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Title: Dynamical masses and mass-to-light ratios of resolved massive star clusters – I. NGC 419 and NGC 1846

As an introduction of a kinematic survey of Magellanic Cloud (MC) star clusters, we report on the dynamical masses and mass-to-light ratios (M/L) of NGC 419 (Small Magellanic Cloud) and NGC 1846 (Large Magellanic Cloud). We have obtained more than one hundred high-resolution stellar spectra in and around each cluster using the multi-object spectrograph M2FS on the Magellan/Clay Telescope. Line-of-sight velocities and positions of the stars observed in each cluster were used as input to an expectation-maximization algorithm used to estimate cluster membership probabilities, resulting in samples of 46 and 52 likely members (PM ≥ 50 per cent) in NGC 419 and NGC 1846, respectively. This process employed single-mass King models constrained by the structural parameters of the clusters and provided self-consistent dynamical mass estimates for both clusters. Our best-fitting results show that NGC 419 has a projected central velocity dispersion of $2.44^{+0.37}_{-0.21}$ km s−1, corresponding to a total mass of $7.6^{+2.5}_{-1.3}\times 10^4\ {\rm M}_{\odot }$ and V-band M/L ratio of $0.22^{+0.08}_{-0.05}$ in solar units. For NGC 1846, the corresponding results are $2.04^{+0.28}_{-0.24}$ km s−1, $5.4^{+1.5}_{-1.4}\times 10^4\ {\rm M}_{\odot }$, and $0.32^{+0.11}_{-0.11}$. The mean metallicities of NGC 419 and NGC 1846 are found to be $\rm [Fe/H]=-0.84\pm 0.19$ and −0.70 ± 0.08, respectively, based on the spectra of likely more » cluster members. We find marginal statistical evidence of rotation in both clusters, though in neither cluster does rotation alter our mass estimates significantly. We critically compare our findings with those of previous kinematic studies of these two clusters in order to evaluate the consistency of our observational results and analytic tools.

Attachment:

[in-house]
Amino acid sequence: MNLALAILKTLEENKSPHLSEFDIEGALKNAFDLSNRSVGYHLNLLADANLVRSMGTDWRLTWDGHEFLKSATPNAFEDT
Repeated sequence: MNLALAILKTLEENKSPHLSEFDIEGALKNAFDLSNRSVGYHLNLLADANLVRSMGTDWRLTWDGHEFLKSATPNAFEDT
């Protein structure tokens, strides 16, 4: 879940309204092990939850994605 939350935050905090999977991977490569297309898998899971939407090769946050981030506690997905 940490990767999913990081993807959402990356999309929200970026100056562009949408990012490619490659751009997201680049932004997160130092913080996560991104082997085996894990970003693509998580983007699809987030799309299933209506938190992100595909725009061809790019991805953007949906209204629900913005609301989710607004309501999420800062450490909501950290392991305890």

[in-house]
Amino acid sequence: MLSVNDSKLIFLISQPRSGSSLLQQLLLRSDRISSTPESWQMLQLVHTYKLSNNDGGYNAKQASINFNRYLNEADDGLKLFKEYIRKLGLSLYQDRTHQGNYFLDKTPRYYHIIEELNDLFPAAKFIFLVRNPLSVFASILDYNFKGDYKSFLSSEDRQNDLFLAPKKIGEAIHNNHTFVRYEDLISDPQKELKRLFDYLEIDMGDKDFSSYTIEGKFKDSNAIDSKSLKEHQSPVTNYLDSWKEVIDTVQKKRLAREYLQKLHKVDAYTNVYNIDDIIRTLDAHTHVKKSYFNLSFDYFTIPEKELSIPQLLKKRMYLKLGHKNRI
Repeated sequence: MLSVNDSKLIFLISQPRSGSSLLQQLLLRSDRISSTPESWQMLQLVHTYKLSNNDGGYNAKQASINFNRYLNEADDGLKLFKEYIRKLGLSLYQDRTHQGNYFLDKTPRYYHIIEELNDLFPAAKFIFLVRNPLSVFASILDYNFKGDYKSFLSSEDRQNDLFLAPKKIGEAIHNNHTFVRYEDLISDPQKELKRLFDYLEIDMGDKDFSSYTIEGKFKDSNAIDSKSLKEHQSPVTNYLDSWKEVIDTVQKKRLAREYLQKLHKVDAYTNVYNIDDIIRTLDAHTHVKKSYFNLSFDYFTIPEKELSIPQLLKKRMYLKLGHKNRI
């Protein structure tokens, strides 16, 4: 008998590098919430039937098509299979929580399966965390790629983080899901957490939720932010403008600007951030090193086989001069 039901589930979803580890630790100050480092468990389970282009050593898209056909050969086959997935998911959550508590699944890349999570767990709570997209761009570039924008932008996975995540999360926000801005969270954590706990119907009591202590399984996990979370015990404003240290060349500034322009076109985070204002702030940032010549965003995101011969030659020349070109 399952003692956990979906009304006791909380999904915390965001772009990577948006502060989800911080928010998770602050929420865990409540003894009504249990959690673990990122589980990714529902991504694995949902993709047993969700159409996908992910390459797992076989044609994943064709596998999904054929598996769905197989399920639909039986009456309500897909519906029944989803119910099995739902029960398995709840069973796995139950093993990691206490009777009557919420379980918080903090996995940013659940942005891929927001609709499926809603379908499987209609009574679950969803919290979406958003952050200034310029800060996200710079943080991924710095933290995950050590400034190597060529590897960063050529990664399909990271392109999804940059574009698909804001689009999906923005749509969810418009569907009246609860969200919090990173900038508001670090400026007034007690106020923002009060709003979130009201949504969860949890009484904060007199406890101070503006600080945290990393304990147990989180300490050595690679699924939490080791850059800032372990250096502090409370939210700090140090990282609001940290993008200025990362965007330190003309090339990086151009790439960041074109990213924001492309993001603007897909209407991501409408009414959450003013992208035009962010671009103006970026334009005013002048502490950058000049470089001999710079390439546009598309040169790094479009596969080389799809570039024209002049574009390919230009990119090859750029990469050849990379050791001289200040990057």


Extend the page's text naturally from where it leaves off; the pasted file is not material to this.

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Award ID(s):
1813881 1815767
Publication Date:
Journal Name:
Monthly Notices of the Royal Astronomical Society
Page Range or eLocation-ID:
p. 385-407
Oxford University Press
Sponsoring Org:
National Science Foundation
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